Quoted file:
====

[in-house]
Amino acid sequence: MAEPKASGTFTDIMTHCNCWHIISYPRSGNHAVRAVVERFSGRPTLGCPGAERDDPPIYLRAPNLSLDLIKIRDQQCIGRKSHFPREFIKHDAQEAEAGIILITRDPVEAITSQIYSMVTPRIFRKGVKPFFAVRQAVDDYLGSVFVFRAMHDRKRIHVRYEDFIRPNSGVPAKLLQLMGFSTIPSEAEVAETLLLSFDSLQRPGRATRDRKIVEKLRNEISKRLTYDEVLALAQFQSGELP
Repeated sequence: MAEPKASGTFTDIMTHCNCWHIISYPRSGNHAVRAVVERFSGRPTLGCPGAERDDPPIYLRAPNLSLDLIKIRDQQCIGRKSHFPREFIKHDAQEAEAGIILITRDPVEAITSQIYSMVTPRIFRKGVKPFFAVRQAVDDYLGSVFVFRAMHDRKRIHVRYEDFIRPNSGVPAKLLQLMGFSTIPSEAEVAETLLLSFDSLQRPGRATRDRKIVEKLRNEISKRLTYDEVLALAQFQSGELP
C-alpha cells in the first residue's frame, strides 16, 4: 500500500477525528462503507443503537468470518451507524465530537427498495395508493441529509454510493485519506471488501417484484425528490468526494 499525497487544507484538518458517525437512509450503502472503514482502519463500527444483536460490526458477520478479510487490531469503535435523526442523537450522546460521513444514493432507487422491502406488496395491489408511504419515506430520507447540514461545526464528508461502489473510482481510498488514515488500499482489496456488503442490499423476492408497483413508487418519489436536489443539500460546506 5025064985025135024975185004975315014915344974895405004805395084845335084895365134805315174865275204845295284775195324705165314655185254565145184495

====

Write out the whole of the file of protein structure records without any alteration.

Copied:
[in-house]
Amino acid sequence: MAEPKASGTFTDIMTHCNCWHIISYPRSGNHAVRAVVERFSGRPTLGCPGAERDDPPIYLRAPNLSLDLIKIRDQQCIGRKSHFPREFIKHDAQEAEAGIILITRDPVEAITSQIYSMVTPRIFRKGVKPFFAVRQAVDDYLGSVFVFRAMHDRKRIHVRYEDFIRPNSGVPAKLLQLMGFSTIPSEAEVAETLLLSFDSLQRPGRATRDRKIVEKLRNEISKRLTYDEVLALAQFQSGELP
Repeated sequence: MAEPKASGTFTDIMTHCNCWHIISYPRSGNHAVRAVVERFSGRPTLGCPGAERDDPPIYLRAPNLSLDLIKIRDQQCIGRKSHFPREFIKHDAQEAEAGIILITRDPVEAITSQIYSMVTPRIFRKGVKPFFAVRQAVDDYLGSVFVFRAMHDRKRIHVRYEDFIRPNSGVPAKLLQLMGFSTIPSEAEVAETLLLSFDSLQRPGRATRDRKIVEKLRNEISKRLTYDEVLALAQFQSGELP
C-alpha cells in the first residue's frame, strides 16, 4: 500500500477525528462503507443503537468470518451507524465530537427498495395508493441529509454510493485519506471488501417484484425528490468526494 499525497487544507484538518458517525437512509450503502472503514482502519463500527444483536460490526458477520478479510487490531469503535435523526442523537450522546460521513444514493432507487422491502406488496395491489408511504419515506430520507447540514461545526464528508461502489473510482481510498488514515488500499482489496456488503442490499423476492408497483413508487418519489436536489443539500460546506 5025064985025135024975185004975315014915344974895405004805395084845335084895365134805315174865275204845295284775195324705165314655185254565145184495